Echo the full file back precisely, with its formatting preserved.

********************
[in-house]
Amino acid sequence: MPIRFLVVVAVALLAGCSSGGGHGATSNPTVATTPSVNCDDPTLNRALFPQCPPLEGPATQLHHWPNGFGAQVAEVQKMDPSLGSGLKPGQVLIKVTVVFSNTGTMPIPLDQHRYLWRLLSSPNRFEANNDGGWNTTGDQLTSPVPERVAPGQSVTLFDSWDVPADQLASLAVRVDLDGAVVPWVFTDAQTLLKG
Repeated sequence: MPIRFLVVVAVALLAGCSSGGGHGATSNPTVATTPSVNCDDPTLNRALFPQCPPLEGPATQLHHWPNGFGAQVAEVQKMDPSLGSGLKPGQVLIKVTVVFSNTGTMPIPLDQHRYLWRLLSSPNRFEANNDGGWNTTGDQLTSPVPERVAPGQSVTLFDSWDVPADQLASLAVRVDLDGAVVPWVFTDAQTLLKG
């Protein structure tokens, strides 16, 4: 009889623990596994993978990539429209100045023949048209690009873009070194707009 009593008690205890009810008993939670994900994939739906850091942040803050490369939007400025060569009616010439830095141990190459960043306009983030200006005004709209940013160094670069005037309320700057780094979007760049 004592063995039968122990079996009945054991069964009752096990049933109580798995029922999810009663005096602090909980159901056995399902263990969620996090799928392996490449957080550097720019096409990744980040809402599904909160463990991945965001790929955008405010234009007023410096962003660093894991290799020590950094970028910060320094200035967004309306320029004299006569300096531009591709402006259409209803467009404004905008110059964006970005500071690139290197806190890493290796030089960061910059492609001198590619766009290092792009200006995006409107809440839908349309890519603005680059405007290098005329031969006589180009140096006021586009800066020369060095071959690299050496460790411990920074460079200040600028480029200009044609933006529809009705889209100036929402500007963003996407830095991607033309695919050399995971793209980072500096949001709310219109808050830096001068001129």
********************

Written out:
[in-house]
Amino acid sequence: MPIRFLVVVAVALLAGCSSGGGHGATSNPTVATTPSVNCDDPTLNRALFPQCPPLEGPATQLHHWPNGFGAQVAEVQKMDPSLGSGLKPGQVLIKVTVVFSNTGTMPIPLDQHRYLWRLLSSPNRFEANNDGGWNTTGDQLTSPVPERVAPGQSVTLFDSWDVPADQLASLAVRVDLDGAVVPWVFTDAQTLLKG
Repeated sequence: MPIRFLVVVAVALLAGCSSGGGHGATSNPTVATTPSVNCDDPTLNRALFPQCPPLEGPATQLHHWPNGFGAQVAEVQKMDPSLGSGLKPGQVLIKVTVVFSNTGTMPIPLDQHRYLWRLLSSPNRFEANNDGGWNTTGDQLTSPVPERVAPGQSVTLFDSWDVPADQLASLAVRVDLDGAVVPWVFTDAQTLLKG
């Protein structure tokens, strides 16, 4: 009889623990596994993978990539429209100045023949048209690009873009070194707009 009593008690205890009810008993939670994900994939739906850091942040803050490369939007400025060569009616010439830095141990190459960043306009983030200006005004709209940013160094670069005037309320700057780094979007760049 004592063995039968122990079996009945054991069964009752096990049933109580798995029922999810009663005096602090909980159901056995399902263990969620996090799928392996490449957080550097720019096409990744980040809402599904909160463990991945965001790929955008405010234009007023410096962003660093894991290799020590950094970028910060320094200035967004309306320029004299006569300096531009591709402006259409209803467009404004905008110059964006970005500071690139290197806190890493290796030089960061910059492609001198590619766009290092792009200006995006409107809440839908349309890519603005680059405007290098005329031969006589180009140096006021586009800066020369060095071959690299050496460790411990920074460079200040600028480029200009044609933006529809009705889209100036929402500007963003996407830095991607033309695919050399995971793209980072500096949001709310219109808050830096001068001129």